At some point there was a ripple, a false alarm that it was over and he was dead. There was some sort of delay or complication; practical or legal, to this day I don’t know. A thin old peacenik standing on an embankment, grey beard glinting in artificial light, called out softly to me: “Is it true? Is it over?” I told him I didn’t know. Minutes later, just as vaguely, the word murmured across the procession: he was still alive.

It was long after midnight but physically I felt alert; mentally, I was exhausted. For over three years, I had labored against wars that were, in their own fashion, a kind of death penalty. I was spent, not only by the effort, but by my tangled, dysfunctional attitudes towards that effort, towards the things I knew about my work and could not say. Left-wing organizing is a matter of the greatest moral and political need; it is also, in the main, an object lesson in the worst forms of organizational psychology, a never-ending litany of corrosive and paranoid social practices. There was the splinter groups and the affinity pledges and the secret meetings and the loyalty oaths and the purity tests and…. I witnessed every type of dysfunction you can imagine in those years. One campus group I was in decided to institute a consensus-based decision making policy; they felt democracy was bourgeois and that voting failed to respect minority voices. So they advocated for a system based on universal assent. No decision could be made without perfect unanimity. I argued that this was a mistake. I felt that consensus could never work in groups with true diversity and that this was a tactic for richie liberal arts colleges where everybody was pretty much the same, not a working class commuter campus like ours. But I found myself outvoted, which would have been fine. Unfortunately, they wanted to adopt a consensus decision making process only through consensus itself, which didn’t really make any sense. Since I thought it was a bad idea, I did not consent. After two meetings of a standstill, I was quietly informed I had to leave the group. A change designed explicitly to defend the rights of minority voices had resulted in my expulsion for refusing to conform. Things were like that back then.

But it was the denial of leadership that was worst. Activism is work. It’s other things too, but first it’s work. And work was never remotely evenly shared. Some people took on a lot, spending hours on unglamorous, tiring legwork. Some people came to meetings and sounded off and then never did any of the actual business of organizing. And while I felt and feel that all should have a voice, I found myself increasingly exhausted by the prospect of being lectured to in meetings by people who were doing nothing besides wearing lefty t-shirts in coffee shops. For the big march we had pulled off that March, I had spent endless hours shuffling back and forth from the Hartford Department of Licenses and Inspections to the police department to the mayor’s office, getting Form 21-J signed and then notarized and taking it to some functionary to be told that I first had to get Permit 45 stamped, only that office was only staffed every other Tuesday…. I learned that winter and spring that when state power wants to stop you, it doesn’t always need to send in the thugs. It just smothers you in paperwork. In the end, it took getting the ACLU to shake the tree before the city relented and gave us our permit. I still have it framed in my office. They changed the name of our antiwar march to a “peace rally” on the permit, just one last little fuck you from the system to let us know who was in charge, even in naming our own events. I never blamed the individual bureaucrats, personally. They were caught in it, too.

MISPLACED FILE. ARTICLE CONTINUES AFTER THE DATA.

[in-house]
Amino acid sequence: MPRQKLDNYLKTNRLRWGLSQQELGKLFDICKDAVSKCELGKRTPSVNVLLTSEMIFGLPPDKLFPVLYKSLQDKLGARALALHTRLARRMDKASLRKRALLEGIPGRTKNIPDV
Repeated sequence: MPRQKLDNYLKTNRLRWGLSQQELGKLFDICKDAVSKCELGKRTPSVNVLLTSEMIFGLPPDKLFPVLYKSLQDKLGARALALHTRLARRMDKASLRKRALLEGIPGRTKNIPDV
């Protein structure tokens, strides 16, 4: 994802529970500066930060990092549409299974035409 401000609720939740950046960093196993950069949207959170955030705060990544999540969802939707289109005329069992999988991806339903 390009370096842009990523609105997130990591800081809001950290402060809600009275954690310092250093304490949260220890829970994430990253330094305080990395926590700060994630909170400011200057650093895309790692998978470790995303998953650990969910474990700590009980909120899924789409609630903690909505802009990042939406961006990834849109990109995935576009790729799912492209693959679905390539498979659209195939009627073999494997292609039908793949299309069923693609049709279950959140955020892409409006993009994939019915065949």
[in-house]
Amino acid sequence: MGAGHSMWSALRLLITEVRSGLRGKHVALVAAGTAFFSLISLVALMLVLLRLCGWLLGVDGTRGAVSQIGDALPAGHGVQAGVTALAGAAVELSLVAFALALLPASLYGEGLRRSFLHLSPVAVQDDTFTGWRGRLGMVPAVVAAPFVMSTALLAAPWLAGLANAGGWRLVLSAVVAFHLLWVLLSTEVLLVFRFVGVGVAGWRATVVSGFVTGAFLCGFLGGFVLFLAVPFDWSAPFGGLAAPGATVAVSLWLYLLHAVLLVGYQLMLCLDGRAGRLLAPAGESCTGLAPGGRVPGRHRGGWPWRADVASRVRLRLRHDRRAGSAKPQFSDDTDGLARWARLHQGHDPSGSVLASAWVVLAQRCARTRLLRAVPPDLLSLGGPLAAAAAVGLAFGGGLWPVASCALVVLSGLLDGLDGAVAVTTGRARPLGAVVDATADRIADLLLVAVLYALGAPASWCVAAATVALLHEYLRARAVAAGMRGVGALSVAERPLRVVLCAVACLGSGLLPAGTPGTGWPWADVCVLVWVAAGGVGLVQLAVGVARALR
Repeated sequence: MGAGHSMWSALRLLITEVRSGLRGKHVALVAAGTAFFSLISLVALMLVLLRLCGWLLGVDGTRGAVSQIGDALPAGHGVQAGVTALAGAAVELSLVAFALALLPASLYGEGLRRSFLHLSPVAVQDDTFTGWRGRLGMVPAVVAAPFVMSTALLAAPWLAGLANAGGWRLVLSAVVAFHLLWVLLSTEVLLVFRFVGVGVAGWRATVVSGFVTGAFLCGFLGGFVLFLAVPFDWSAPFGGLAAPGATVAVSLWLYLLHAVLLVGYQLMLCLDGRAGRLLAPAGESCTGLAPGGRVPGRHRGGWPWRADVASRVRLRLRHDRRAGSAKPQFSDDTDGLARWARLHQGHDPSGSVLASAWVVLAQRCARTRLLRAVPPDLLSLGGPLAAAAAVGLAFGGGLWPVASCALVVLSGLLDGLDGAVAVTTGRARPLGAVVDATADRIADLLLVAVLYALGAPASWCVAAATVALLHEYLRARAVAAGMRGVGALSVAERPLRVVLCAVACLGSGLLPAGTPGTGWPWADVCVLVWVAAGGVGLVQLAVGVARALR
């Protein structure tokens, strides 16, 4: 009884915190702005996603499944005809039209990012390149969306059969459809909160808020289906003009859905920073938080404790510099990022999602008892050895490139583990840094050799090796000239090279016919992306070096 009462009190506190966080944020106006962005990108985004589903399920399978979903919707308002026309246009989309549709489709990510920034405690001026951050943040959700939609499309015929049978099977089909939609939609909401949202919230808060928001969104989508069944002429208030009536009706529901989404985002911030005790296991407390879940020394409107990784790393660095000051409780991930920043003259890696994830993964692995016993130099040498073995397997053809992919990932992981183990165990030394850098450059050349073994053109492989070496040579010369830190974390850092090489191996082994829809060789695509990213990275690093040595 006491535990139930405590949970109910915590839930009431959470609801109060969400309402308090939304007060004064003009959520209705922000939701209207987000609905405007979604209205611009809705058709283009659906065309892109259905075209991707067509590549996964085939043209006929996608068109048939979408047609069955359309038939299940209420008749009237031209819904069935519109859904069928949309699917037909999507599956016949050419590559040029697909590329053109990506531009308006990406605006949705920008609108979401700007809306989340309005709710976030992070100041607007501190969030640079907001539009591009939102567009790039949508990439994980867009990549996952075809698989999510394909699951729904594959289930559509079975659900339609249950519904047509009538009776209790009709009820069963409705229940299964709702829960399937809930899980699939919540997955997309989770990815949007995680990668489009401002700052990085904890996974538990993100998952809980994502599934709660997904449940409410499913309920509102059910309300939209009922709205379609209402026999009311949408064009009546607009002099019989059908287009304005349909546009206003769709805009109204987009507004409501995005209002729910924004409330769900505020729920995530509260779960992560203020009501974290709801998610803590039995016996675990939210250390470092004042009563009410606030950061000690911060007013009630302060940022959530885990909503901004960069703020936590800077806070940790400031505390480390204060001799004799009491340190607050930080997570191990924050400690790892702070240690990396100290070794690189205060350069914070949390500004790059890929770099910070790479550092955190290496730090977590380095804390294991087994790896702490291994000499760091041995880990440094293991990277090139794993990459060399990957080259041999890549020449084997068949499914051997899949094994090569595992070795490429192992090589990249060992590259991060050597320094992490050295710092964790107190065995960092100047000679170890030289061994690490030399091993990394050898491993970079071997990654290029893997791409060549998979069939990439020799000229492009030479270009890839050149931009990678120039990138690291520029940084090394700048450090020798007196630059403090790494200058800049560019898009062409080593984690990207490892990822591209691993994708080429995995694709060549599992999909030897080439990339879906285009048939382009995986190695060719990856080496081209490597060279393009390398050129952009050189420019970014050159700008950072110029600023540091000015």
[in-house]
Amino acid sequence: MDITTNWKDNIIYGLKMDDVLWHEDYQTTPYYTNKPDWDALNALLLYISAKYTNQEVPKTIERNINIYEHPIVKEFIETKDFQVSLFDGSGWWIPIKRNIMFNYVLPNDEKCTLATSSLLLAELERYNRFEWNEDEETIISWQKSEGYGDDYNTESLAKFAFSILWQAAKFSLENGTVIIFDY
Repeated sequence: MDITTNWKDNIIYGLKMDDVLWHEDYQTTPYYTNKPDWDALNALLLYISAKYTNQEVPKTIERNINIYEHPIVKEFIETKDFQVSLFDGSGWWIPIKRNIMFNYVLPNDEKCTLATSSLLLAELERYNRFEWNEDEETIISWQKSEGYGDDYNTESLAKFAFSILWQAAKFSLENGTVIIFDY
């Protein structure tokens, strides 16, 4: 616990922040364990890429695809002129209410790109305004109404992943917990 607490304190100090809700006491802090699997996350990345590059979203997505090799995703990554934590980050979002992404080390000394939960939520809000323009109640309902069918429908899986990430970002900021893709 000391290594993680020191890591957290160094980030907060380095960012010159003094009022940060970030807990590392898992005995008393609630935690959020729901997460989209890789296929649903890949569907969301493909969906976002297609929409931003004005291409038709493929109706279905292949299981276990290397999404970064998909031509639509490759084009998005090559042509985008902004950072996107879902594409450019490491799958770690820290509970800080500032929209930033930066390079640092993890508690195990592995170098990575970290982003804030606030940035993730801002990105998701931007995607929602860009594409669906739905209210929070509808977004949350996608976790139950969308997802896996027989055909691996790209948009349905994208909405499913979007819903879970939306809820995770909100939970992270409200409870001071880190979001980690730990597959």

Throughout all of that, and all of the organizing and bridge building and planning, there had been some who did a lot more and some who did a lot less, and all coming to the meetings. Dozens of people contributed to the effort, and work was not split remotely evenly between them. That would have been fine, if these differences in effort could have been addressed and acknowledged openly. But in those spaces, in that political context, no such recognition was possible.

There was no way to express it in many of the activist spaces I worked within. To assert that some were more responsible for organizing success than others would be seen as to assert ownership, and to assert ownership would be seen as to attempt to dominate and take authoritarian control. Leadership, in so many of these contexts, was perceived as control, and control as the hand of reactionary power, hegemony, colonialism. I once sat in a meeting and had a guy screaming at me, screaming, because I had told the plain truth that he was a leader in our organization. He did lots of work; his voice was listened to and respected; he was inspiring. In every positive sense of the term, he was a leader. But in that context, he took it as a terrible insult. Meanwhile, all around me the antiwar movement seemed to atrophy and rot, precisely because it lacked leaders, because there was no accountability, because anyone could come to any meeting and start to preach, and no one knew what to say when they were disruptive, or undermining, or just useless.

I did not need to be a leader or to be called a leader. I did not want credit. I just wanted it to be acknowledged that there was a difference between a lack of formal hierarchy and equality of commitment; I wanted to speak plainly about the fact that somebody actually has to print the fucking flyers and so somebody has to raise the money to do it and somebody has to be individually responsible, and that as long as the pretense of purely horizontal organizations persisted, there was no way to actually spread the word that  desperately needed to be spread. I wanted to say that the myth of pure organizational equality just made us all vulnerable to the worst who showed up. I wanted to say these things and didn’t know how. I knew how it would go over.